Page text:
TO the thousands of Australians eagerly anticipating attending the Gallipoli centenary commemoration next year, Turkish leader Mustafa Kemal Ataturk remains a potent historical figure. Not so, however, for Prime Minister Recep Tayyip Erdogan, who not only is attempting to write the reformist Young Turk out of history but also openly supports the terrorist organisation Hamas.
Though it’s not in the tourist brochures, this is the reality confronting those who are now visiting Turkey and facing those proposing to make the trip in 2015.
Ataturk, until recently, was credited with dragging his nation out of the mediaevalist Ottoman Empire at the conclusion of WWI and placing it firmly on the path to become a modern secular nation.
Though best-known to Australians for his leadership of the Turkish forces at Gallipoli and his moving words of comfort and reconciliation offered to the mothers of the foreign soldiers lost in battle, he pushed the mullahs firmly into the background, gave his nation the Roman alphabet and promoted equality of opportunity for women.
Cleverly, he thwarted the imams who were concerned he would ban the burqa.
After giving a group of Islamic scholars assurance that he would do no such thing, he announced that henceforth all prostitutes must wear the concealing veil whenever they appeared in public.
Not only is the burqa making a comeback in Erdogan’s Turkey, so is fundamentalist Islam.
Reliant on the votes of rural Muslims, Erdogan is taking Turkey away from the West, straining its relationship with the NATO alliance of democracies and pushing it into the Sino-Russian Shanghai Co-operation Organisation.
Eric Trager from the Washington Institute for Near East Policy says the Turkish leader is trying to use ties to the Muslim Brotherhood to bolster his Islamist credentials at home.
The Brotherhood and Hamas enjoy the support of just three nations — Turkey, Iran and Qatar.
Writing recently in The New York Times, not a newspaper given to widespread coverage of Australian culture and history, reporter Tim Arango explained the importance of Gallipoli to both Australia and Turkey, noting that the evacuation took place after nine months of horrific trench warfare in which more than 40,000 British military personnel were killed, along with nearly 8000 Australians and more than 60,000 Turks.
The legacy of Gallipoli, he noted, now transcends the military and for “Turks and the Australians, the Gallipoli campaign has taken on an out-size importance as the bloody event that became the foundation of a modern national identity.
“The campaign also proved crucial in the careers of two of the 20th century’s greatest statesmen: Winston Churchill, who was demoted for his role in the military disaster, and Mustafa Kemal Ataturk, then a young Turkish officer, whose battlefield success at Gallipoli propelled him to fame, which he built on to become the founder of the modern Turkish republic.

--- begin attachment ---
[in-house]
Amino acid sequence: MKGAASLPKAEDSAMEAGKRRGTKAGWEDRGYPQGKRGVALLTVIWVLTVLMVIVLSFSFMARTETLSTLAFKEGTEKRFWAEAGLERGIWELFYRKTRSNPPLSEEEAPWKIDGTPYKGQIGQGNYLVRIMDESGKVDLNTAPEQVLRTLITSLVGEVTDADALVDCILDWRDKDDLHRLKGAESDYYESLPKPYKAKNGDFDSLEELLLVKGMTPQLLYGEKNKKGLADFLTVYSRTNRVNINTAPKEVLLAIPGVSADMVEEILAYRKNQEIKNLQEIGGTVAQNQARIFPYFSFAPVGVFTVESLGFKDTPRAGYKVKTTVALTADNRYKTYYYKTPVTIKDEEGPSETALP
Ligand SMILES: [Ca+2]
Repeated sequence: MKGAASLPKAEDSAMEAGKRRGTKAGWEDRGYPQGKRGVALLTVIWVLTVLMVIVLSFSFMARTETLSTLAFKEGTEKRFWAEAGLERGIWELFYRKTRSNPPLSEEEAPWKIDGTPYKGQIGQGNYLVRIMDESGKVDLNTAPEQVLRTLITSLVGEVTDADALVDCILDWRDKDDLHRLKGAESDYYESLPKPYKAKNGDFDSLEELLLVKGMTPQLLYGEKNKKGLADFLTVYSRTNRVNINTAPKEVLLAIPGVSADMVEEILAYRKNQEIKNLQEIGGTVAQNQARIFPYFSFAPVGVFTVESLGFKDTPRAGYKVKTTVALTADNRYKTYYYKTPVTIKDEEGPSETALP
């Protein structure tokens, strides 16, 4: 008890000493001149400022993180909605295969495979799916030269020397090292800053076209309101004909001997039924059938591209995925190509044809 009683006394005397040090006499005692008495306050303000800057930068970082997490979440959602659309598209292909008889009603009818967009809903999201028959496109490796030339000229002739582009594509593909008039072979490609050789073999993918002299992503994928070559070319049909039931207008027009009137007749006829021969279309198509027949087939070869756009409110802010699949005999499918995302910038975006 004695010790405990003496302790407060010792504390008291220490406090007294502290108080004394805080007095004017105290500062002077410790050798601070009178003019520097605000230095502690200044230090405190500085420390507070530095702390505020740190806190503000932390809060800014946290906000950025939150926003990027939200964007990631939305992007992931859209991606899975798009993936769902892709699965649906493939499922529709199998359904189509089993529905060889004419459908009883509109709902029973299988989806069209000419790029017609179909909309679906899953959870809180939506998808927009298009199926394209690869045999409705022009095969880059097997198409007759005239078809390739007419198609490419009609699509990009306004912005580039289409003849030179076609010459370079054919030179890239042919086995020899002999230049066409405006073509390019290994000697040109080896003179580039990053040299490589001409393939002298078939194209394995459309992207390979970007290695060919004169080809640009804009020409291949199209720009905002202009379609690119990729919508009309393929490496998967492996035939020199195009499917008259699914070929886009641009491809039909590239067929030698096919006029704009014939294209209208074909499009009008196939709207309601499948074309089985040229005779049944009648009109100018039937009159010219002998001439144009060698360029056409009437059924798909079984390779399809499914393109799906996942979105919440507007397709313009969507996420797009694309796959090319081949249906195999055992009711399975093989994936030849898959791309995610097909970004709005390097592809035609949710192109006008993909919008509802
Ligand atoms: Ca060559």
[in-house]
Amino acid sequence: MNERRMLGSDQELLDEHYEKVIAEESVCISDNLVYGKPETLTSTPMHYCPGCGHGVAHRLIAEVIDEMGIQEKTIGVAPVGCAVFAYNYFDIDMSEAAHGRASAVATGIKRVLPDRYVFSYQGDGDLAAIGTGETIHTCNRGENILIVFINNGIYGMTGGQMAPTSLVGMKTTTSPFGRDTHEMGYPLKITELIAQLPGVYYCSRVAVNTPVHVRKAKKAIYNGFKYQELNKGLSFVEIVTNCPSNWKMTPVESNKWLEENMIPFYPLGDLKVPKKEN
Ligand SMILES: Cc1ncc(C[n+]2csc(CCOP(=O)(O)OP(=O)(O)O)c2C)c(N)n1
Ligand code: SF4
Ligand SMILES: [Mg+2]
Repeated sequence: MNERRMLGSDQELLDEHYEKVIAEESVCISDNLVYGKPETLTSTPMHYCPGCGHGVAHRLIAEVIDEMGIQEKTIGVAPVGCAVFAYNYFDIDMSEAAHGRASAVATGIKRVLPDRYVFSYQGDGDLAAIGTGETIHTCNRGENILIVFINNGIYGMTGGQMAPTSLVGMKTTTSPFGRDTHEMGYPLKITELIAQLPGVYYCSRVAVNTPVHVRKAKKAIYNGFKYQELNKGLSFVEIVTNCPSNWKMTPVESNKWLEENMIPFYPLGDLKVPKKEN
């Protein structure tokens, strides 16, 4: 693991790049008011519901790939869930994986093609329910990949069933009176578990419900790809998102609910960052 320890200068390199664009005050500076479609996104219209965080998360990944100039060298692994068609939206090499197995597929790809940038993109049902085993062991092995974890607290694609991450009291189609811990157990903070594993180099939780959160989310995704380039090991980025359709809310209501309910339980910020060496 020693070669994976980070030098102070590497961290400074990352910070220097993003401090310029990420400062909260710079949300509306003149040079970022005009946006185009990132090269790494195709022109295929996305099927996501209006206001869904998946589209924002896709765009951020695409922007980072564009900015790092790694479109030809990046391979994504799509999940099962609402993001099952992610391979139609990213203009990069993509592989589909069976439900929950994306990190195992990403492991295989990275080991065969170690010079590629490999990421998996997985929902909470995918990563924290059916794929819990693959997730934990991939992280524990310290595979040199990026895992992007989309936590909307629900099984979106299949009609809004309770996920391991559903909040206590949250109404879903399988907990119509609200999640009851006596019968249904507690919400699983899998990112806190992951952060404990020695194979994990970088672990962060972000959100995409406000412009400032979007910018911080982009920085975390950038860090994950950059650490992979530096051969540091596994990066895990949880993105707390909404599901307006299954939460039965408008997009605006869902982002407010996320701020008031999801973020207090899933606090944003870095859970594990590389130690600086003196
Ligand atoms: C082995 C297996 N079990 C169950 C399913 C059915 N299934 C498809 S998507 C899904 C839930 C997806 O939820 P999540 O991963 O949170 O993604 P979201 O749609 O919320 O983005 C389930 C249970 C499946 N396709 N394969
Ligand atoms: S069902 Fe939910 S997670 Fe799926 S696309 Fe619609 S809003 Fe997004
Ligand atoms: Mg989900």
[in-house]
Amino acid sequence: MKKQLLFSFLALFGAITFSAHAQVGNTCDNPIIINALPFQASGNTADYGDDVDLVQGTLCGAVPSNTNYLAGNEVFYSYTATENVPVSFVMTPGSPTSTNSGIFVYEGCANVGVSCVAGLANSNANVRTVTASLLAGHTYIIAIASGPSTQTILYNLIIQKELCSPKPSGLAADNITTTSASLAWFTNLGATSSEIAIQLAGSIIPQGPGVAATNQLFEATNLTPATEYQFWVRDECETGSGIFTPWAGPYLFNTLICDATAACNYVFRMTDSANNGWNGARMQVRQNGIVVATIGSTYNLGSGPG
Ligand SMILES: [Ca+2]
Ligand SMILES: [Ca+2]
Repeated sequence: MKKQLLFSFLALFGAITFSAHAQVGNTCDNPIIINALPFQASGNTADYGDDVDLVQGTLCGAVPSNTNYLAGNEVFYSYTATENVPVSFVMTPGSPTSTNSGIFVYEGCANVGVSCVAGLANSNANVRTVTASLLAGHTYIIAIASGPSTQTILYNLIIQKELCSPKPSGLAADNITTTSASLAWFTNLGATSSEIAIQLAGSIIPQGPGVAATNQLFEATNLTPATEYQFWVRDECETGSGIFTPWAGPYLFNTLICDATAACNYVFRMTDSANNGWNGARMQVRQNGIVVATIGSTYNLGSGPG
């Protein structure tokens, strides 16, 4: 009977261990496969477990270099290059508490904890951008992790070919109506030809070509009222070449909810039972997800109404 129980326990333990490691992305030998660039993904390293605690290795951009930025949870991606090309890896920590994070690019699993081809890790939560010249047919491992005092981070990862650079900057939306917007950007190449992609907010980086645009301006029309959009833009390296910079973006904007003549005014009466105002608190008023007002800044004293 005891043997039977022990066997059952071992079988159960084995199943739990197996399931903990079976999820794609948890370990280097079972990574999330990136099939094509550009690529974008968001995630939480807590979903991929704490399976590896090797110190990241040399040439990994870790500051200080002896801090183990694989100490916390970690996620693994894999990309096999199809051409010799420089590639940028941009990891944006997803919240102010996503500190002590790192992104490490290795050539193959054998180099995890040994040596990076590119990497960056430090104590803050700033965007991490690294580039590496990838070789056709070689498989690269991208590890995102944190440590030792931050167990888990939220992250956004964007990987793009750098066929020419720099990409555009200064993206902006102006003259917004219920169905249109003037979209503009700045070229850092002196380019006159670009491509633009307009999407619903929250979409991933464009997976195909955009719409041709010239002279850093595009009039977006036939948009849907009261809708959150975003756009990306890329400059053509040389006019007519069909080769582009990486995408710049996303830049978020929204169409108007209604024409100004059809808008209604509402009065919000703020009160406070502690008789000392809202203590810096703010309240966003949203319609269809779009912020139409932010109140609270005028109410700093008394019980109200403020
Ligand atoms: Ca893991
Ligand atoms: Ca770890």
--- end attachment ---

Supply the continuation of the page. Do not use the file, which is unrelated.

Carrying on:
“Also taking his place in history was a young Australian newspaperman named Keith Arthur Murdoch, whose role in the Gallipoli story presaged, many decades later, the global rise of another Murdoch newsman, his son, Rupert.”
The NYT reporter said “in defeat, the Australians gained what many historians have described as the first embers of a national consciousness, apart from their British colonial legacy.
A view supported by Rupert Murdoch who told Arango: “(Gallipoli) is certainly seen today as the beginning of a real Australian self-identity.”
But in recent years, the reporter said, Turks have been engaged in an ideological contest over Gallipoli’s legacy. With the rise of the country’s Islamist government under Prime Minister Erdogan have come efforts to diminish the role of Ataturk, who established Turkey under secular principles.
The military, which once enjoyed a predominant role over politics in Turkey, has also been pushed aside under Mr Erdogan.
As a result, he wrote, the Gallipoli campaign is being recast as a holy war and has become one more element in the polarisation of Turkey, split between the secular and the religious.
“The Islamists say, ‘We defeated the infidels,’” said Kenan Celik, a longtime tour guide of Gallipoli’s battlefields. “The Kemalists say the imperialists. It’s two different interpretations.”
Many conservative Turkish municipal governments have been organising free battlefield tours, with a message pushed by guides, Celik told the newspaper, of “how great Islam is.”
“They come from central Anatolia,” Celik said of the flocks of religious tourists in recent years, with a measure of disgust. “They don’t have much education. They’ll believe in anything.”
Recently, two acquaintances confirmed the thrust of the NYT report in conversations with me.
Both had visited Turkey and hired guides to take them to the Gallipoli national park and both, unprompted, told me how their guides, both of whom were historians, had told them that the government was actively dissuading guides from mentioning Ataturk’s role in the Dardanelles campaign.
Both said their guides had said the government preferred a different version of history which credited the Turkish victory to the power of Islam.
This is revisionism on a scale equal to that practised by the former USSR and Communist China.
Modern Turkey has welcomed Australian visitors making the trek to the sandy ravines where many of the best of a generation of young Australians died.
The consoling words of the victor, Ataturk, which make no mention of Islam or Allah, mean as much to mankind today as they did when they were written nearly a century ago.
In dousing the beacon of the Ataturk enlightenment, the current Turkish leaders are dragging their nation backward into the burqaed past of slaves and caliphates, believers and infidels.
It is a tribute to our liberal democracy that we honour Ataturk with a statue in Canberra while Turkey’s current rulers try to devalue his contribution and denigrate his memory.